Toro: 6 x 52
Robusto: 4 3/4 x 50
Extremo: 11 x 54 (European only)
Doble-Corona: 7 1/2 x 52
Churchill: 7 x 49 (European only)
Tempo: 6 x 60
Fino: 6 x 44
El Galán: 6 x 29 x 49 x 43 (European only)
No. 15: 5 1/2 x 54
Corona: 5 1/2 x 48
Petit Corona: 5 1/2 x 42
Panetela: 4 1/2 x 30 (European only)
Siesta: 4 1/4 x 40
Petit-Cigar: 3 1/2 x 20
Egoista: 3 1/2 x 50
The Flor de Selva Connecticut Toro has a light brown colored wrapper. This wrapper didn’t quite have the weathered look that some of the other sizes I’ve seen in the line. I also noticed a little more in the way of oil on the wrapper of the Toro. While there are visible wrapper seams and visible veins, I still found the surface of the wrapper is quite smooth. The cigar also was a well packed cigar. It actually has some weight to it when held in your hand.
There are two bands on the Flor de Selva Toro. The primary band is white with a bronze front. The image on the front of the band has the likeness to a Roman Statue. To the left is the image is the text “FLOR DE” and to the right is the text “SELVA”. On the left and right side are the band are images of a leaf and medallion surrounded by a circular design.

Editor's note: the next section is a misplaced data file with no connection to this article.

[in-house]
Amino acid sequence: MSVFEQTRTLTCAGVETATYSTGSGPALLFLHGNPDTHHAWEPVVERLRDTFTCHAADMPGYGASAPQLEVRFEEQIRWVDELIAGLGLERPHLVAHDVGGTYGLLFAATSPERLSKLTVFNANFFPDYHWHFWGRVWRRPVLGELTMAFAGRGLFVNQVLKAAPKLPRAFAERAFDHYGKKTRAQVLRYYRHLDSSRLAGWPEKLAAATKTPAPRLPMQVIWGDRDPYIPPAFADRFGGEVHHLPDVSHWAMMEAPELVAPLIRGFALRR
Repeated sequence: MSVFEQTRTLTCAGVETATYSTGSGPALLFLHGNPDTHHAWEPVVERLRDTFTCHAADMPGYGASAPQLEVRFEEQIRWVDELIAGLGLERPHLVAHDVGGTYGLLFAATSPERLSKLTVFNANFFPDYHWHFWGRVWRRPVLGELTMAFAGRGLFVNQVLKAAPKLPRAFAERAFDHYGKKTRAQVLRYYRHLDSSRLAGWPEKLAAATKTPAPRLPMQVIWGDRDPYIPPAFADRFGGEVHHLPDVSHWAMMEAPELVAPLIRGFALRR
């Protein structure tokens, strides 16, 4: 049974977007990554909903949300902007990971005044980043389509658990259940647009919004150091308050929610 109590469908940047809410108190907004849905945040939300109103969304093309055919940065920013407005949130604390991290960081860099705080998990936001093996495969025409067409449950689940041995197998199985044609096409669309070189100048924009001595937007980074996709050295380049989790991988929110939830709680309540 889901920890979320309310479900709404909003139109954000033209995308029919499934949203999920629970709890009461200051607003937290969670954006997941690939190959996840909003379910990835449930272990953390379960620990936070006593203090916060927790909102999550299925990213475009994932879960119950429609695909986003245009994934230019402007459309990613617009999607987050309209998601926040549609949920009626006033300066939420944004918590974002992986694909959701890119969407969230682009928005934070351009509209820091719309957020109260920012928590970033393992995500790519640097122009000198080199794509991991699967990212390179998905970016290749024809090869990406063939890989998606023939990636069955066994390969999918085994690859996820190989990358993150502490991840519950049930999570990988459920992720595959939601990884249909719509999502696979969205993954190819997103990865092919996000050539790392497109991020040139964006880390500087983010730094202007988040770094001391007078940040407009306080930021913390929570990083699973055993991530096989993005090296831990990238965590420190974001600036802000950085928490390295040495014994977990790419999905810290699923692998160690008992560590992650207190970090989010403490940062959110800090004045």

The second band is on the footer. It features a red to dark maroon gradient style background. Sitting on the background is the text “Maya Selva Cigars” in white cursive font.
Preparation for the Cigar Experience
Prior to the start of the smoking experience with the Flor de Selva Connecticut Toro, I went with my usual choice of a straight cut. After successfully clipping the cap, I moved on to the pre-light draw experience. The dry draw provided a mix of cream, cedar, and marshmallow sweetness. Overall, I considered the pre-liight draw of the Flor de Selva Connecticut Toro to be excellent. At this point I removed the footer band of the cigar, put the torch to the footer and awaited what the smoking phase would have in store.